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Spread Select Example-- Bull Put Spread
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Marc Rinehart Offline
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Spread Select Example-- Bull Put Spread
A Bull Put spread is and options strategy where a trader buys a lower strike price put and simultaneously sells another put with a higher strike for the same expiration month. Both the buy and the sell sides of this spread are opening transactions, and are always the same number of contracts.
A Bull Put spread is used when a market can be volatile, where the investor anticipates the market still has bullishness to it, or where the expectations are a market should rise more than fall. The spread is like writing a put with protection in place against a collapse in that market.
The Bull Put spread is a strategy similar to the Bull Call spread but the Bull Put spread there is a premium or credit that goes into your account when you establish the position.
The bull call spread can be considered a doubly hedged strategy. The price paid for the call with the lower strike price is partially offset by the premium received from writing the call with a higher strike price. The investor's investment in the long call, and the risk of losing the entire premium paid for it, is reduced or hedged.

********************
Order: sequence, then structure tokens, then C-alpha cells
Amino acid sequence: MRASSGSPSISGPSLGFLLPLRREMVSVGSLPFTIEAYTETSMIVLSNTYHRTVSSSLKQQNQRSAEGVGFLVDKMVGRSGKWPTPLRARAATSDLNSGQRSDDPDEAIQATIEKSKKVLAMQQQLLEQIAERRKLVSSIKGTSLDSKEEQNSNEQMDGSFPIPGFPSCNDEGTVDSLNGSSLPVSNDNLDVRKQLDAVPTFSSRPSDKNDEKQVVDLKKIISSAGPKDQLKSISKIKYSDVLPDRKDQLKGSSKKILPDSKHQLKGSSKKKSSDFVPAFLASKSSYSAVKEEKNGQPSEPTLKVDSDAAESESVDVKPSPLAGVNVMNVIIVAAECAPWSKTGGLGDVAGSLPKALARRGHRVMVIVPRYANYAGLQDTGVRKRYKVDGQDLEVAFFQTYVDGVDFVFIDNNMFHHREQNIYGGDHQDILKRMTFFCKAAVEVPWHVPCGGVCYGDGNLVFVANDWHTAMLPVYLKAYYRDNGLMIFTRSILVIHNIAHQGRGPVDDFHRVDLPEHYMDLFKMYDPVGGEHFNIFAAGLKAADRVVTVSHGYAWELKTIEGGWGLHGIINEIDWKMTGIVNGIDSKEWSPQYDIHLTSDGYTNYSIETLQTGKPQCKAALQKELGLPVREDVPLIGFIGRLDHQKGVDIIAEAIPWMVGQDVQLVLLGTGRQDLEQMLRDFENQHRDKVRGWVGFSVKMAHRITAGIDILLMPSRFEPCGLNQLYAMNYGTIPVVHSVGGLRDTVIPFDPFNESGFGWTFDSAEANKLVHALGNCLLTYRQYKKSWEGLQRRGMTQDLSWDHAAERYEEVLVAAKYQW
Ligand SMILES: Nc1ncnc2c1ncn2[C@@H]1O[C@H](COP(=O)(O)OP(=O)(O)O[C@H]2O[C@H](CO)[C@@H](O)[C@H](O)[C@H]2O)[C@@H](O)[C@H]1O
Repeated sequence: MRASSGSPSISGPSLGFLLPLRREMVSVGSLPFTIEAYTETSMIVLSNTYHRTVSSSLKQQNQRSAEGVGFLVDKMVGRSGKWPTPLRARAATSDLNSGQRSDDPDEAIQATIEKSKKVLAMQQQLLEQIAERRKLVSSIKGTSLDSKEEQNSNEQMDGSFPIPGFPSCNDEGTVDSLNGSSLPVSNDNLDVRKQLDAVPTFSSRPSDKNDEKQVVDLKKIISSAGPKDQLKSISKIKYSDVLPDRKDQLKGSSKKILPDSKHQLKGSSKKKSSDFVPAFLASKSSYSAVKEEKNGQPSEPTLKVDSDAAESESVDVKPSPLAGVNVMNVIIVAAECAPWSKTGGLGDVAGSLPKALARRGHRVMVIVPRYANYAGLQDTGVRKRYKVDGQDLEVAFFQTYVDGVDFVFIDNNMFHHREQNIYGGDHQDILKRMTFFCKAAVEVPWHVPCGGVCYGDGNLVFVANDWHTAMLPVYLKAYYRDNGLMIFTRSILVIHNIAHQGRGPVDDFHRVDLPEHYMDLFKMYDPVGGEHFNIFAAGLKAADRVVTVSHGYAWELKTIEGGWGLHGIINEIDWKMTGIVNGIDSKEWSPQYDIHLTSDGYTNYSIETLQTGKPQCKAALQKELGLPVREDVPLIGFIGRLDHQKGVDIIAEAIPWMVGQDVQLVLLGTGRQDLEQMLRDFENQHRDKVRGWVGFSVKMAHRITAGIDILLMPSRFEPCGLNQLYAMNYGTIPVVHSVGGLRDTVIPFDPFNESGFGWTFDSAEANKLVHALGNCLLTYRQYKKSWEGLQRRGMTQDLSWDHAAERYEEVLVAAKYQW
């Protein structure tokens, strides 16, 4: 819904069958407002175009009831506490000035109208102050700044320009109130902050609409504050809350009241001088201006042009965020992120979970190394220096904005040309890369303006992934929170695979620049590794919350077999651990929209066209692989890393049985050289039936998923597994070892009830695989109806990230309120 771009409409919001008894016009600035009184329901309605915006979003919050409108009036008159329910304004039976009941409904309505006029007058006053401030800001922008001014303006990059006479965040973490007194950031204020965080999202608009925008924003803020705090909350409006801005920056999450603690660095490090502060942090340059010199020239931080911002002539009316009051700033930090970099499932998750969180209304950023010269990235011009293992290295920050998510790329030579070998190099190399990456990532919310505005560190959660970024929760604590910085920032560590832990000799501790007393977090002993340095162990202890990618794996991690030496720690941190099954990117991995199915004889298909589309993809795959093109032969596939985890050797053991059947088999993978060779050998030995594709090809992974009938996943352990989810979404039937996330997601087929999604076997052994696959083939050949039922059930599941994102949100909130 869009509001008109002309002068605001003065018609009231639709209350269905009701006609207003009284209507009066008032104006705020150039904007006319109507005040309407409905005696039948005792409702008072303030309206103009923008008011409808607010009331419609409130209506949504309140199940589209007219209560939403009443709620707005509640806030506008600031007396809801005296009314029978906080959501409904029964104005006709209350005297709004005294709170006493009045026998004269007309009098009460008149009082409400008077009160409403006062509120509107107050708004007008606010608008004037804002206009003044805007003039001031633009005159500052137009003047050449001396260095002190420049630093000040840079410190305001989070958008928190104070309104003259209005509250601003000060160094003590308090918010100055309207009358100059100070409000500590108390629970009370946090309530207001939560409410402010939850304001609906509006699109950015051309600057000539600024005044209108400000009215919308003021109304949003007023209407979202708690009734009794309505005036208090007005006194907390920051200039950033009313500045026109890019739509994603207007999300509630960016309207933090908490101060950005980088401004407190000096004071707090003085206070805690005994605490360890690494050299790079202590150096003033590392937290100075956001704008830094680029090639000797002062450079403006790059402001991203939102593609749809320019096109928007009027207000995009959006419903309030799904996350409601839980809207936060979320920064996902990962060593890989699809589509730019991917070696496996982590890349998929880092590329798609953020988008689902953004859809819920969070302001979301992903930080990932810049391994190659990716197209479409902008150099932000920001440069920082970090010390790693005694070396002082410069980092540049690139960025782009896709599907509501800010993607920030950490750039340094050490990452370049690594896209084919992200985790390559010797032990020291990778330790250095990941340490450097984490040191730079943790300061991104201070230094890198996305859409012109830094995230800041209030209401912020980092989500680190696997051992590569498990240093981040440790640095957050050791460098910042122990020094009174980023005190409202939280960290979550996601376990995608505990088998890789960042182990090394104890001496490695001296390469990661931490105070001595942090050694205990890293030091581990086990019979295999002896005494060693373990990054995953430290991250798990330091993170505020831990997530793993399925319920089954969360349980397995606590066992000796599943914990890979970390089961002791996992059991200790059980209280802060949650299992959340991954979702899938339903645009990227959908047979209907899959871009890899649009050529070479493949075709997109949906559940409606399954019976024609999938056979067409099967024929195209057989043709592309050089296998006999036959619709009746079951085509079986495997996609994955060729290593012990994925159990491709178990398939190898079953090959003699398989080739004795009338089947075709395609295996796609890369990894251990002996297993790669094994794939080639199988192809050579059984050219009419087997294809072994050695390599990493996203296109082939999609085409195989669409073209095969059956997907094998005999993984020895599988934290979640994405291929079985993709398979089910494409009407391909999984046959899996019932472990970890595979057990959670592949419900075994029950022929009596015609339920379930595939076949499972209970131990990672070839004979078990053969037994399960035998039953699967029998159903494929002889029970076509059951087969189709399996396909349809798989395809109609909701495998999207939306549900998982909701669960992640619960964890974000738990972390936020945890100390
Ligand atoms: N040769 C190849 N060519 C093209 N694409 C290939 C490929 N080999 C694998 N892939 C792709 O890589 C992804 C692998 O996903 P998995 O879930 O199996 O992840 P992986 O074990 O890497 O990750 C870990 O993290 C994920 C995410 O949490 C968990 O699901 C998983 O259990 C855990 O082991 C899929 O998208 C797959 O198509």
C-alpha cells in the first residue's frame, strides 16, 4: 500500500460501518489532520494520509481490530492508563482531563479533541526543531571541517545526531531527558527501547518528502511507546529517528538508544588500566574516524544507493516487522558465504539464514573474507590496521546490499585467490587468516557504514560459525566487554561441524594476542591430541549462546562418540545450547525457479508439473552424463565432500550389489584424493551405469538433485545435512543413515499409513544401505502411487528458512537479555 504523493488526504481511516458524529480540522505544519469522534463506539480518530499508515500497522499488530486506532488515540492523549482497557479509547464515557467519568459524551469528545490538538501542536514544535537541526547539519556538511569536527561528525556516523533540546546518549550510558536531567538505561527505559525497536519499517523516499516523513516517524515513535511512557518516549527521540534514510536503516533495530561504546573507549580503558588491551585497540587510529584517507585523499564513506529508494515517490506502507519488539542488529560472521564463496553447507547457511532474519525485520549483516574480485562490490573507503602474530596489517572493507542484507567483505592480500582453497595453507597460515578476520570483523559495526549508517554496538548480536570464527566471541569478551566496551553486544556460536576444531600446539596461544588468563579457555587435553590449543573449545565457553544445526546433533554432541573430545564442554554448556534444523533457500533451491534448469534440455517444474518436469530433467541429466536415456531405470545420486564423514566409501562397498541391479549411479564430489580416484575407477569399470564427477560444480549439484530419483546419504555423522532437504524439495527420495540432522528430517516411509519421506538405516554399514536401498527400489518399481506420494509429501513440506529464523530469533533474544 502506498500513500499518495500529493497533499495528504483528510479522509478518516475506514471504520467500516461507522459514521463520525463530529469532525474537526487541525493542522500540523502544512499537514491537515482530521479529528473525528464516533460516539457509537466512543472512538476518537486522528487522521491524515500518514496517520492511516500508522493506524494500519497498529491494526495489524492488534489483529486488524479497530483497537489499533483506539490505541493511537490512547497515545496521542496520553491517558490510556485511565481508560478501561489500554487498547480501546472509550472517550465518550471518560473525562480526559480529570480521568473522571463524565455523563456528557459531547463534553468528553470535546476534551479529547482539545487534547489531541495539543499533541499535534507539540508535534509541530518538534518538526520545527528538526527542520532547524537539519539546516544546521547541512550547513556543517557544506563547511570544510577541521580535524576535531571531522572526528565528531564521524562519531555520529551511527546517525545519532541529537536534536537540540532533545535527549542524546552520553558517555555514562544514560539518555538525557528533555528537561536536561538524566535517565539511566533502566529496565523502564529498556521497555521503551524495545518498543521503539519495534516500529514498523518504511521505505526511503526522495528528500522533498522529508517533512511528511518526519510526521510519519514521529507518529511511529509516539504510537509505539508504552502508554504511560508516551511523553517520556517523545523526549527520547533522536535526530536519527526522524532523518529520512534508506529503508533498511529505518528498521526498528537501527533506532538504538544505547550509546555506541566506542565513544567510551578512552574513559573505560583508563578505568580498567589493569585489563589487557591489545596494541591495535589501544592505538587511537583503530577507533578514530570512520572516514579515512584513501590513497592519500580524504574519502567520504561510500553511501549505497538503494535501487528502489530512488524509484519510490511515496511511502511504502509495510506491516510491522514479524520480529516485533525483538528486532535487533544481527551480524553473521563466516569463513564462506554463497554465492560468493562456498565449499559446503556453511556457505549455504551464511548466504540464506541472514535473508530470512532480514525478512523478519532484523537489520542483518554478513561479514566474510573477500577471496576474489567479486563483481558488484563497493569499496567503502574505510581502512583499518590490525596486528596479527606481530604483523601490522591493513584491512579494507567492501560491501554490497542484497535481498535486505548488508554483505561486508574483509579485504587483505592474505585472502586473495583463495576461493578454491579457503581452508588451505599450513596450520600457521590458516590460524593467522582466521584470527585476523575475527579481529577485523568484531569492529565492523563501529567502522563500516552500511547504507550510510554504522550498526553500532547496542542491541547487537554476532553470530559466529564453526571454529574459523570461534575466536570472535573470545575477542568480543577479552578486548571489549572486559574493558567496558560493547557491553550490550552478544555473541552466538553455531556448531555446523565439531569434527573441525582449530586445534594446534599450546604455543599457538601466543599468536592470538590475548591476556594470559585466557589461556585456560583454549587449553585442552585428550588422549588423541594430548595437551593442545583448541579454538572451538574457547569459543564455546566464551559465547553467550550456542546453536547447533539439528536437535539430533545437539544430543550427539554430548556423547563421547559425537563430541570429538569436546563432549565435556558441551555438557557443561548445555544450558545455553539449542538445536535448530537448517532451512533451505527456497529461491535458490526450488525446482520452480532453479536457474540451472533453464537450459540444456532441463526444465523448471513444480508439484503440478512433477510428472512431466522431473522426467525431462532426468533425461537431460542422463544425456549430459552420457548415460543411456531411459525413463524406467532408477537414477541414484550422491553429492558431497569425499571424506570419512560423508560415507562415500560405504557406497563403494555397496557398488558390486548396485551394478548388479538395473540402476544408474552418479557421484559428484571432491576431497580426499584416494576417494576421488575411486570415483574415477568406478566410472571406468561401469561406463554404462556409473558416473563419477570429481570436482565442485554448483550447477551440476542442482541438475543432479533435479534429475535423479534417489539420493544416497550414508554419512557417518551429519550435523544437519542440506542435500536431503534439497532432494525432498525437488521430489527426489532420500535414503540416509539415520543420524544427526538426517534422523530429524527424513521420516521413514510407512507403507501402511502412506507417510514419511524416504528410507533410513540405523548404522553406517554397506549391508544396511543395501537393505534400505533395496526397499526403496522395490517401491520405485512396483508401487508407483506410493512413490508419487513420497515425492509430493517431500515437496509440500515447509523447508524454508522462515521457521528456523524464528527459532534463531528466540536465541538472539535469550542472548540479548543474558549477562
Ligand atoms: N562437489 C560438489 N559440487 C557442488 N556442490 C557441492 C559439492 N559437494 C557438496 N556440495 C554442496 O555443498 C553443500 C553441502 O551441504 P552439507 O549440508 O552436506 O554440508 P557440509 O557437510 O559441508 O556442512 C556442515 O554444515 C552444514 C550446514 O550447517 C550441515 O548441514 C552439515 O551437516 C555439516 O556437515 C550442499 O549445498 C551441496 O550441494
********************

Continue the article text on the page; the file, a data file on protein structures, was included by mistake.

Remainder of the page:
The goal is to keep the premium. The basic idea is you want the asset to remain bullish and the sell puts to expire worthless. Because the Bull Put Spread is a “credit spread” you make money if the underlying asset stays stagnant through the decay part and the expiration of the more expensive short put options.
A Bull Put spread is similar to a Naked Put with the exception that you minimize your margin requirement and you limit your downside risk by purchasing a lower put strike price. Many traders like the idea of starting a trade with a profit. In a Naked Put or a Bull Put spread this happens when you get a credit to your account. With a Naked Put the trade can start to move against you and you cannot limit your downside risk. With a Bull Put spread you can essentially limit that portion of risk.
When compared to most options spreads the Bull Put spread is a lower risk but also lower reward potential strategy. While it ends up limiting a loss it also limits gains. The Bull Put spread strategy is a cheaper way of gaining exposure to a rise in the stock price than an outright buy of a call option and is safer than a naked written put.

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(This post was last modified: 06-03-2009 04:54 PM by Marc Rinehart.)
06-03-2009 04:53 PM
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